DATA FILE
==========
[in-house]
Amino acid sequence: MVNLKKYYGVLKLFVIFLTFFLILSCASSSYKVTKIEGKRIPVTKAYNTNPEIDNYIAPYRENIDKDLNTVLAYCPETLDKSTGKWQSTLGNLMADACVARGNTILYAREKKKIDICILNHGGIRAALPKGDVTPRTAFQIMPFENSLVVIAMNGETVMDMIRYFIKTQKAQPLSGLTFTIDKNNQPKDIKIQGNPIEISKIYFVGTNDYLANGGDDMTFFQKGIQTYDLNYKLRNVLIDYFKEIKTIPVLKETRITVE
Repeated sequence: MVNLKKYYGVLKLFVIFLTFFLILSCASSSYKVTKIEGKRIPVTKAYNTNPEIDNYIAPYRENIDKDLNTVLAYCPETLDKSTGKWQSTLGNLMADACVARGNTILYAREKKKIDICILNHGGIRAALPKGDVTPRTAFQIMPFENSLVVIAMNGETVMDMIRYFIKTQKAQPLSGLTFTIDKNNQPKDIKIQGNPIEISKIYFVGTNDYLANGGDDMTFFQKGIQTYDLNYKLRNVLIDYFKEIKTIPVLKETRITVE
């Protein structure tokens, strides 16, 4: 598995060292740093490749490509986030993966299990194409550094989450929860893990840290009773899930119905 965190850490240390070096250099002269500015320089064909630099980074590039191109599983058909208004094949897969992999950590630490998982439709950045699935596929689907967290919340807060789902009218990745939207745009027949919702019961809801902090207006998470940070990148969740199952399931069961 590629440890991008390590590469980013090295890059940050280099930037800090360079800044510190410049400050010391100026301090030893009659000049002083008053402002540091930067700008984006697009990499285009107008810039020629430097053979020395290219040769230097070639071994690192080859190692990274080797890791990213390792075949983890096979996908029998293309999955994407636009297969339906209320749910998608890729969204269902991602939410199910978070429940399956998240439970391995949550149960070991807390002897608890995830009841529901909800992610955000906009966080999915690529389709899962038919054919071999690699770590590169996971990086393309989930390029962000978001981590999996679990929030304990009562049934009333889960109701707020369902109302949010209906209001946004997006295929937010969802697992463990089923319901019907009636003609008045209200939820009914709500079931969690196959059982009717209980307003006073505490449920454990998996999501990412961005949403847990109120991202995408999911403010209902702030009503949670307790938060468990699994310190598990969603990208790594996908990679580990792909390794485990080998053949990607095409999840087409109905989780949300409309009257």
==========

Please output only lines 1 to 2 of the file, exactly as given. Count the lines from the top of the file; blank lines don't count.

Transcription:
[in-house]
Amino acid sequence: MVNLKKYYGVLKLFVIFLTFFLILSCASSSYKVTKIEGKRIPVTKAYNTNPEIDNYIAPYRENIDKDLNTVLAYCPETLDKSTGKWQSTLGNLMADACVARGNTILYAREKKKIDICILNHGGIRAALPKGDVTPRTAFQIMPFENSLVVIAMNGETVMDMIRYFIKTQKAQPLSGLTFTIDKNNQPKDIKIQGNPIEISKIYFVGTNDYLANGGDDMTFFQKGIQTYDLNYKLRNVLIDYFKEIKTIPVLKETRITVE